Published by Cengage Gale on 2017
Genres: Fiction, Contemporary
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No one's ever told Eleanor that life should be better than fine. Meet Eleanor Oliphant: She struggles with appropriate social skills and tends to say exactly what she's thinking. Nothing is missing in her carefully timetabled life of avoiding social interactions, where weekends are punctuated by frozen pizza, vodka, and phone chats with Mummy. But everything changes when Eleanor meets Raymond, the bumbling and deeply unhygienic IT guy from her office. When she and Raymond together save Sammy, an elderly gentleman who has fallen on the sidewalk, the three become the kinds of friends who rescue one another from the lives of isolation they have each been living. And it is Raymond's big heart that will ultimately help Eleanor find the way to repair her own profoundly damaged one. Smart, warm, uplifting, Eleanor Oliphant is Completely Fine is the story of an out-of-the-ordinary heroine whose deadpan weirdness and unconscious wit make for an irresistible journey as she realizes. . . The only way to survive is to open your heart.
Eleanor Oliphant is completely 100% fine. She goes to her office job five days a week and then treats herself to a frozen pizza and a bottle of vodka on a weekend. She lives alone and doesn’t have any friends, but that’s okay. She’s doing real well, thank you very much.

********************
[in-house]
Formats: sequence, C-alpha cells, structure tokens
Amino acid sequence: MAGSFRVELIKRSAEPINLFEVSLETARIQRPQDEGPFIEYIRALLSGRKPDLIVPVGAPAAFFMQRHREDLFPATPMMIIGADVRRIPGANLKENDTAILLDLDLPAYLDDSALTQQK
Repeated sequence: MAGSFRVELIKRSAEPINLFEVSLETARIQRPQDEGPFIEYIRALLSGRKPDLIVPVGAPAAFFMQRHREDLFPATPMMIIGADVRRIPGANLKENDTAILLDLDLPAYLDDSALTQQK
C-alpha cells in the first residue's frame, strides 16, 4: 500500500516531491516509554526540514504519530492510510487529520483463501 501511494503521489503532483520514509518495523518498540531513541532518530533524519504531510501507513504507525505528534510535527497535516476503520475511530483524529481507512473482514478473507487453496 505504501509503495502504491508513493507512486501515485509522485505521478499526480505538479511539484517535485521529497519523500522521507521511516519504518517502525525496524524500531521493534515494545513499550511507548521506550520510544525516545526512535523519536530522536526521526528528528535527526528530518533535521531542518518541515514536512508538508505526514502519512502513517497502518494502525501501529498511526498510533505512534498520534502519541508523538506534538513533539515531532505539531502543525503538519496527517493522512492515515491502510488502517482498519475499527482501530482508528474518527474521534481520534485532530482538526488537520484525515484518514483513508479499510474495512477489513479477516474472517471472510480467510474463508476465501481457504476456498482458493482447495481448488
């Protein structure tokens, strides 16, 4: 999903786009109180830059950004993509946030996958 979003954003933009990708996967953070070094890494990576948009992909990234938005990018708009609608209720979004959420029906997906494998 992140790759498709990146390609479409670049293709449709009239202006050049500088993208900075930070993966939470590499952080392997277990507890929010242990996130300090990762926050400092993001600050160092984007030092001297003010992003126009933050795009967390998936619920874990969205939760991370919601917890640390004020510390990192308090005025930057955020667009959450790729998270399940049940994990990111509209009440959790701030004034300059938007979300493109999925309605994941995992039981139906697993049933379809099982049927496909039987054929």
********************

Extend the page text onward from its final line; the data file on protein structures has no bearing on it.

Except maybe she isn’t.
Eleanor Oliphant is Completely Fine caught me completely unawares. I’ll be honest – I picked it up because it got some buzz and the author is British, but it actually turned out to be one of those perfectly-balanced sad/funny books. Maybe like some combination of The Rosie Project, Me Before You, Finding Audrey and A Man Called Ove. It takes a serious, traumatic issue and weaves it into a warm, funny and, yes, sometimes sad tale.
I read a lot of books and many characters come and go. Some are well-developed and interesting, others less so. But on a rare occasion I find one of those truly memorable characters that will stay with me a long time. Eleanor is one of them. She is socially clueless in a way that puts my teen self to shame. She is literal to a degree that everyone finds odd. It’s painful to witness and yet so, so endearing.
I think I like this book so much because it is actually really sad, but never manipulative. On a surface level, it’s a very funny novel about a socially-inept twenty-nine year-old woman. Her attempts to become “normal” and integrate into society by having manicures and waxes are sources of hilarity. But it is very sad. It’s sad when we see her coworkers talking about her, but Eleanor is oblivious to their scorn. It’s sad how alone in life she is. It’s sad when she “falls in love” with an idea of a person.
It’s not a romantic book and I’m glad. There are hints that the central relationship will eventually develop into romance, but this is really a book about Eleanor. I am thankful that the author didn’t cure Eleanor and lead her out of the darkness by having her fall in love. Being happy and achieving greater self-worth should, in my opinion, never be linked to romance.
I really enjoyed it. It’s great to find a book so packed full of emotion without seeming overly-sentimental.